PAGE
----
In the end, Republican lost the fight. Not just because they had to cave and pass a bill that continued funding for Obamacare, but because they took the political hit for it: 81 percent of Americans disapproved of the shutdown, and the public blamed Republicans by a 53 percent to 39 percent margin, according to a Washington Post/ABC poll taken at the time. Nine days into the shutdown, Gallup found that the GOP's approval rating had sunk to an all-time low. Democrats' approval dipped more modestly.

Rubio is not alone in embracing a strategy that didn't work so well last time around. 

“If the Democrats want to shut down government over this, then it goes to Democrats,” said Kentucky Senator Rand Paul, another presidential contender, on Sept. 10 at a rally on Capitol Hill, according to a report in the Washington Examiner. “The Democrats want to shut down government, we should point the finger and say, 'If you want to shut down the government over spending money on harvesting organs from babies, so be it,' but we will take a stand.”

Two days before the 2013 shutdown, Paul was also trying to put the blame on the president. “The president is the one saying I will shut down government if you don't give me everything I want on Obamacare. That to me is the president being intransigent and being unwilling to compromise,” he said on Sept. 29, 2013, on CBS's Face The Nation.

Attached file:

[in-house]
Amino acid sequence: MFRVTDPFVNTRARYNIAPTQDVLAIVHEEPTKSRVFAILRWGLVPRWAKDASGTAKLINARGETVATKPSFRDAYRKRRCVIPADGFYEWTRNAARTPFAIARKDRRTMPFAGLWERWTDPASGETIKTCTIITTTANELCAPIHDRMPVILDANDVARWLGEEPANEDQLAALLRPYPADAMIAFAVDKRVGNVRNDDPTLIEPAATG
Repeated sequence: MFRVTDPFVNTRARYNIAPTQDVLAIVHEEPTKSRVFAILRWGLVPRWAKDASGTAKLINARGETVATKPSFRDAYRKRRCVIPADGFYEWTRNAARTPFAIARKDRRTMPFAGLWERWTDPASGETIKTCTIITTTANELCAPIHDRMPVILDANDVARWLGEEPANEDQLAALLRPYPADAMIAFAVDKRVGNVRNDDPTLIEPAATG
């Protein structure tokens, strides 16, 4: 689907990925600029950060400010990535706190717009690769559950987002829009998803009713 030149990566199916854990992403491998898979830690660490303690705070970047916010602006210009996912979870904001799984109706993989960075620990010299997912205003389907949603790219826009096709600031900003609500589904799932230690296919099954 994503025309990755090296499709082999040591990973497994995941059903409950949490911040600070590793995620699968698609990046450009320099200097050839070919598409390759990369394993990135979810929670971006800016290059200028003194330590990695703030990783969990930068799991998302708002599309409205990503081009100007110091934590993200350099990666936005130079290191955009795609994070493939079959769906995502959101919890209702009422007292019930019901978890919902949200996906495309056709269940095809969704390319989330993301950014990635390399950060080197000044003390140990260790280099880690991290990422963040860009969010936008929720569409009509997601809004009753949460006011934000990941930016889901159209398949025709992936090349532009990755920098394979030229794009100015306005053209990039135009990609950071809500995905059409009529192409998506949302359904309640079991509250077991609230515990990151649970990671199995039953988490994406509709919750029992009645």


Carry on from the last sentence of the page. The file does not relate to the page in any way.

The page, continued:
Representative Jim Jordan of Ohio, a leader in the push to defund Planned Parenthood this month at risk of a shutdown, is also making the familiar argument—that Democrats will be blamed, see the light, and relent.

“I think we should stand firm and not fund Planned Parenthood, plain and simple. ... If Barack Obama and Harry Reid think it’s more important that, Planned Parenthood, after what we know about them, gets taxpayer money, they think that’s more important than funding our troops, that's a sad commentary on Obama and Reid,” Jordan told Politico last month, predicting that Democrats would shift their position after debate. He and more than 30 House Republicans have pledged not to vote for a bill that keeps funding the organization.

In 2013, Jordan told CNN that Democrats who refused to defund Obamacare would “find Jesus and do the right thing” if Republicans withheld funding for the federal government. “We've got 10 days to run this campaign.”